Ok, I’ll show him I can cross over the river safely to the little channel at the end of Penny island, maybe that would do it?
So, I pushed out into the river, heading up first to check out to see where the debrie was. Once I could see an opening in the debrie, I turned and headed down river at about a forty five letting the river take me into the stilled channel on the end of the island here.
That did it, he started his truck and headed towards Jenner where I watched to make sure he wasn’t going to be at the boat ramp waiting for me. He drove on through town, so I guess I wasn’t doing anything wrong. One never knows if one is doing anything wrong these days. :O)
I sat around at the end of the island for about a half hour and then looked at crossing back over to the boat ramp.
I hit the back eddy to the boat ramp
I started across looking for debrie and was enjoying my paddle. I knew I’d miss the ramp, but I also knew there was a back eddy which flows back up to the boat ramp, so I didn’t care and sure enough, I missed the ramp, but caught the eddy back to the ramp, so I didn’t even have to paddle much in the back eddy to the ramp.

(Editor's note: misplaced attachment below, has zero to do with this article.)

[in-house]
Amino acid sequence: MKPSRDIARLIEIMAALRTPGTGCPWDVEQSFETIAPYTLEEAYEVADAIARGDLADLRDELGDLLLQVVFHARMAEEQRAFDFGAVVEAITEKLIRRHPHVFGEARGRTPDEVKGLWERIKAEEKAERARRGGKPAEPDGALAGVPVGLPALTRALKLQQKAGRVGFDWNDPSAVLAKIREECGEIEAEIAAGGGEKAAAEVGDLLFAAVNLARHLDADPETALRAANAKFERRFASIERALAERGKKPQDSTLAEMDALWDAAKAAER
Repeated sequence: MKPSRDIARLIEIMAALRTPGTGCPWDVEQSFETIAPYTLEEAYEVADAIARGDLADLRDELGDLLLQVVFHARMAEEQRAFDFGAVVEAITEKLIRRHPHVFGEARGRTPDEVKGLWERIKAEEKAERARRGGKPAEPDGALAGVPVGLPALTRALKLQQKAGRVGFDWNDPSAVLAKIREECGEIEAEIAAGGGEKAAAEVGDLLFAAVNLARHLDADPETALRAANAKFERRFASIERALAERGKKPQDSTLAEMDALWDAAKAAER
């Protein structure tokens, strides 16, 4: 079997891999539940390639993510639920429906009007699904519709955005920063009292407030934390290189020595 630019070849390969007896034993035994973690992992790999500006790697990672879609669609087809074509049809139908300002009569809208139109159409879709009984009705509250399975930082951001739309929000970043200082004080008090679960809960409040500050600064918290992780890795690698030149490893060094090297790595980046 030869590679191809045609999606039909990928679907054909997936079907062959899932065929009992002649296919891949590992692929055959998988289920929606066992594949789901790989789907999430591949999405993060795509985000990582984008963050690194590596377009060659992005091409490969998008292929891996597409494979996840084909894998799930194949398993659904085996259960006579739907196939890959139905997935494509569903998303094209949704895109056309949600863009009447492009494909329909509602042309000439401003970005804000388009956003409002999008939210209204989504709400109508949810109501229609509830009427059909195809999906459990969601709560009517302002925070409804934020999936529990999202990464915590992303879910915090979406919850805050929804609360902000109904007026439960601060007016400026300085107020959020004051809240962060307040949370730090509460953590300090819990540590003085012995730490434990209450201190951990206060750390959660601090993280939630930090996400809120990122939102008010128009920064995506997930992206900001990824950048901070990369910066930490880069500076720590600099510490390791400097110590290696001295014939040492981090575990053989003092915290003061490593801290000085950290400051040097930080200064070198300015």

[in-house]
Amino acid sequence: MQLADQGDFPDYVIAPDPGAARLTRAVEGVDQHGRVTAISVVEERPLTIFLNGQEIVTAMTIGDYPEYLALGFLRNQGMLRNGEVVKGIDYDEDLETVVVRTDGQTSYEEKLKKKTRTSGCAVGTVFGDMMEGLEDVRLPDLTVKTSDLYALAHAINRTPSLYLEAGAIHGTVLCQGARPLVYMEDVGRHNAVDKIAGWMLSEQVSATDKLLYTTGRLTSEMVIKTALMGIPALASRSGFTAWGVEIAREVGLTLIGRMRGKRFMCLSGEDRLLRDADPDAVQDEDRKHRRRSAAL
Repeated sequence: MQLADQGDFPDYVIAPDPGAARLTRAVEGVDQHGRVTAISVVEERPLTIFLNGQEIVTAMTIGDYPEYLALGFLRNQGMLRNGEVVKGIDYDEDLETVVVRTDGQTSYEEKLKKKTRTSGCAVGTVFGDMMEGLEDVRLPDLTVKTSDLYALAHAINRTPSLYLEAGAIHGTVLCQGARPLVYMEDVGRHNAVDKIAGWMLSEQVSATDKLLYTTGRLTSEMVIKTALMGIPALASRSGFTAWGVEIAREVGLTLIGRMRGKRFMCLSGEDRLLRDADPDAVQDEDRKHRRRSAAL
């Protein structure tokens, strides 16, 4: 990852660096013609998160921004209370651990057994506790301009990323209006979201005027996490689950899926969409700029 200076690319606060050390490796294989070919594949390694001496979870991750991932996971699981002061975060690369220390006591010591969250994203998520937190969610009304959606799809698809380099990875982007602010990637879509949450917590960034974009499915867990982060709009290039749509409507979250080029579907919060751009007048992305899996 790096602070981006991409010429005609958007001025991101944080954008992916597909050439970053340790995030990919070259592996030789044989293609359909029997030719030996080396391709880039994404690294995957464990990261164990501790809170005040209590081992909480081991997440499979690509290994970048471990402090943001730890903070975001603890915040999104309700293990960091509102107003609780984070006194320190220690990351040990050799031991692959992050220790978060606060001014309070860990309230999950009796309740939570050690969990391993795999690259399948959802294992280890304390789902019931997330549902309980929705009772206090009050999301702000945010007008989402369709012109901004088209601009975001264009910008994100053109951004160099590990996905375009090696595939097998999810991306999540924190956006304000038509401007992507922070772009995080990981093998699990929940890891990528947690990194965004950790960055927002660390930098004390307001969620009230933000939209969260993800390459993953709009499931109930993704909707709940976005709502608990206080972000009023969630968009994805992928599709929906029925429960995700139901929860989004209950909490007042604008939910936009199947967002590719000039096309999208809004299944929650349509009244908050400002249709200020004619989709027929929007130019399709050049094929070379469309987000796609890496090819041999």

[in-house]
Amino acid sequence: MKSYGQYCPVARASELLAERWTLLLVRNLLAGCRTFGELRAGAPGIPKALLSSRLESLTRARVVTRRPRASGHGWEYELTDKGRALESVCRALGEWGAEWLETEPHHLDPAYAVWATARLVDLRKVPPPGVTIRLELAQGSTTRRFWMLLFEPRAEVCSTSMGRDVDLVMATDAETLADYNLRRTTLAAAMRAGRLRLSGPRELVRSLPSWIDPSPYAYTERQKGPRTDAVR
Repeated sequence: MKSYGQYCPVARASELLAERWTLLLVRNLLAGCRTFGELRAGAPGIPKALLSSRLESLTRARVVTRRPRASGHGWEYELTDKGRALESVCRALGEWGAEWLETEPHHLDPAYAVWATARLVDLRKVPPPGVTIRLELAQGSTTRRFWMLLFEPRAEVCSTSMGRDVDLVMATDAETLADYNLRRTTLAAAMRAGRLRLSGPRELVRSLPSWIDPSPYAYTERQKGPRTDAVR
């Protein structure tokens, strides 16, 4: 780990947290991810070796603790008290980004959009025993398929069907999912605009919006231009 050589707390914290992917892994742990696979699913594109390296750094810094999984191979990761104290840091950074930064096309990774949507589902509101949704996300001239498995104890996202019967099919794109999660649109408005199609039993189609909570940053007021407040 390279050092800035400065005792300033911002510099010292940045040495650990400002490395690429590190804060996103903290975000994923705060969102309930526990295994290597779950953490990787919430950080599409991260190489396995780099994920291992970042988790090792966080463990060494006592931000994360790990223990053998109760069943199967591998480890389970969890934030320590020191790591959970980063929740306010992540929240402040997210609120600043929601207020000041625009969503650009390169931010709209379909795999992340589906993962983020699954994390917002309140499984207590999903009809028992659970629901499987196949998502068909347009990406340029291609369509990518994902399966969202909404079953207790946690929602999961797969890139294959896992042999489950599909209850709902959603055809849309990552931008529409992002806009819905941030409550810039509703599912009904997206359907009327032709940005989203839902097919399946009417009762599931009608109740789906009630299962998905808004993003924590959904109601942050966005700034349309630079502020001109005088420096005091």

Checked out the boat ramp at Monte Rio
I pulled my boat out and drove back to Monte Rio and over to where the boat ramp usually is, but it was under water about thirty feet today.
This is a picture of the river from the parking lot looking across , just below the bridge which is just out of the picture to the left.
I try to be safe
I go out in this area almost everyday, so I know the area fairly well, where the bad spots are and where the calm spots are, so it’s not a big thing for me as far as safe goes.
The main thing is not to fall into the water as it’s only a little over a half mile until the ocean, which I do not intend to go into, either in or out of a boat. The current is a bit faster during these conditions and there is some debrie in the water to watch out for which I have experience with. It’s not a place I’d recommend for inexperienced people to paddle, but for me, it’s just another way for me to experience the river and learn about how it functions.
Oh, I do wear my PFD, a personal floatation jacket at all times while on the water, which I’ve found from experience to be very helpful if I do fall in. In thirteen years, I’ve only fallen into the river once,……. so far.
It was an interesting day on the river paddling around and checking things out.